Threat Intelligence in Latter 2019: Overcoming the Same and New Challenges

By Jonathan Zhang
Jonathan Zhang

Does threat intelligence (TI) work? I looked into that question last year, exploring the reasons why it actually doesn't and what can be done to remediate the situation. Since then, more companies have incorporated TI into their security processes, and many are still not getting the benefits they expect.

What's causing the dissatisfaction? Interestingly, pretty much the same aspects — i.e., mismatches with cybersecurity needs, lack of resources, implementation challenges, and other misunderstandings and misconceptions — and new ones.

So, how can we bridge these gaps in the second half of 2019? TI is of complex nature and a change of perspective, alongside a strong commitment to best practices, are necessary to overcome the hurdles along the way. Let's dig into the latest learnings in the field and figure a way forward.

Analyzing and operationalizing TI takes time

Gathering any form of intelligence and applying the corresponding insights is something that cannot and should not be rushed. Likewise, getting the most value from TI requires diligent and thorough analysis with the right metrics, scope, and depth at the outset. Otherwise, it's not easy to measure progress. All of that takes time, and impatience could set in and affect the quality of data collection, processing, and interpretation.

TI may end up too general and off-target

TI analysis goes from broad to specific, and it's important to carry out the process all the way through because threats are subtle and dangerous in detail. If TI results and interpretations are too general, they'll likely fail to address the areas that need particular attention. It's up to users to narrow down the focus to get intel relevant to their brand or industry — e.g., online fraud for payment processors, DDoS or ransomware for large enterprises, etc.

Over-reliance on manual processing and analysis is bad

TI is labor-intensive, sometimes more than it needs to be. As part of TI's implementation, security staff must find a balance and leave sufficient legwork to automated systems, possibly with machine-learning capabilities. In turn, threat intelligence analysts can spend more time on strategic and urgent tasks that allow for a more effective and faster response to immediate threats.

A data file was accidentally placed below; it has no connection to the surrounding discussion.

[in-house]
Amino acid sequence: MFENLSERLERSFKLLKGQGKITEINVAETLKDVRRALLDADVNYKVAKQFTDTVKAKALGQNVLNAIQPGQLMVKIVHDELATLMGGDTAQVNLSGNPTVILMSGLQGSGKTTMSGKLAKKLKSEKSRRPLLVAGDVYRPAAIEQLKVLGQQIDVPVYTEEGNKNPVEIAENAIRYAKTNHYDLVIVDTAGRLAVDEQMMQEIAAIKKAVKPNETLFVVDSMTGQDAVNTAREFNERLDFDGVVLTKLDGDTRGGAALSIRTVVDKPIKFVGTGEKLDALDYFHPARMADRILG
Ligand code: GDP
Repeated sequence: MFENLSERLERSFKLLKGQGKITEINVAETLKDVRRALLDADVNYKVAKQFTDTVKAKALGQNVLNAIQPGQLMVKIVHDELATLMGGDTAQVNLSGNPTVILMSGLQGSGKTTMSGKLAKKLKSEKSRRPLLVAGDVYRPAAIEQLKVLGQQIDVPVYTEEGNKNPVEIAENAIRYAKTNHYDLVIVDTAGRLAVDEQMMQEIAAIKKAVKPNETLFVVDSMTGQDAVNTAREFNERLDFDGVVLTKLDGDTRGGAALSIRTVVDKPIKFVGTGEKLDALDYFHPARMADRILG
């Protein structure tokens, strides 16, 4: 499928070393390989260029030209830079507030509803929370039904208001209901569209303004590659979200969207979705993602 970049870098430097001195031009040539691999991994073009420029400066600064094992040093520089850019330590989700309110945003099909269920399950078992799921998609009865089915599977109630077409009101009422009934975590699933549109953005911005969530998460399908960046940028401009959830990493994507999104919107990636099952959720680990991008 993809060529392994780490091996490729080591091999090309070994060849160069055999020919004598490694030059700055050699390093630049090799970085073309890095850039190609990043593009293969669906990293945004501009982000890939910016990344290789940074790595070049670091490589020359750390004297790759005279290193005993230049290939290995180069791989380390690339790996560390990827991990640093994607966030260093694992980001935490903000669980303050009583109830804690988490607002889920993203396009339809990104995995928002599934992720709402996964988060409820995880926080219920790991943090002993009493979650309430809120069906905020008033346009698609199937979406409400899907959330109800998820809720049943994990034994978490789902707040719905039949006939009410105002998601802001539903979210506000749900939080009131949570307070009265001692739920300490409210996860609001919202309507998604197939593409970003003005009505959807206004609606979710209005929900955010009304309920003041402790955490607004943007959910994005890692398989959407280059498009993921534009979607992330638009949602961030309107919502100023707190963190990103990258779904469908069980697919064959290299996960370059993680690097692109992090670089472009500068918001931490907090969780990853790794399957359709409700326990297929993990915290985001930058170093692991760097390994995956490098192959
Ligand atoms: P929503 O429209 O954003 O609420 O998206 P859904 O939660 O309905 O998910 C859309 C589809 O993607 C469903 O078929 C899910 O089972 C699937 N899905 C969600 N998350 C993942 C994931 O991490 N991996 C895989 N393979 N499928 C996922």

TI is not your average cybersecurity operation

The practice has its specificities and therefore requires people capable of handling the particular operational and technical elements for, say, the integration of a threat intelligence API into pre-existing security applications. In a similar vein, TI teams also need enough resources and logistics to avail of specialist equipment and skills — of course, in line with an organization's sector and its core activities and salient vulnerabilities.

Actions must be taken based on TI insights

As bad actors adjust their tactics, so should people within organizations. As a means to detect what's wrong with systems and online assets over time, TI and its actionable insights must be disseminated to forewarn employees and help decision-makers make wise acquisitions and security investments. A new malware, for example, should be immediately put on the radar and steps on how to counter it be immediately laid down.

On an external level, sharing intelligence with other organizations creates an early-warning network that thwarts attacks and facilitates the dismantling of threat infrastructure.

Integrate with your tools and teams

TI should not be a lone-wolf fighting an independent battle. Instead, it should be integrated as a major part of the overall cybersecurity strategy. The effectiveness of SIEM, as well as other important incident management systems, is enhanced when they are complemented by TI's contextual analysis and actionable recommendations to halt attacks.

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The said benefits of threat intelligence remain elusive at times. Proactive measures need to be put in place in 2019 and beyond in order to overcome challenges and successfully implement the practice as part of integrated cybersecurity efforts.

By Jonathan Zhang, Founder and CEO of WhoisXMLAPI & ThreatIntelligencePlatform.com

Related topics: Cyberattack, Cybersecurity, Networks

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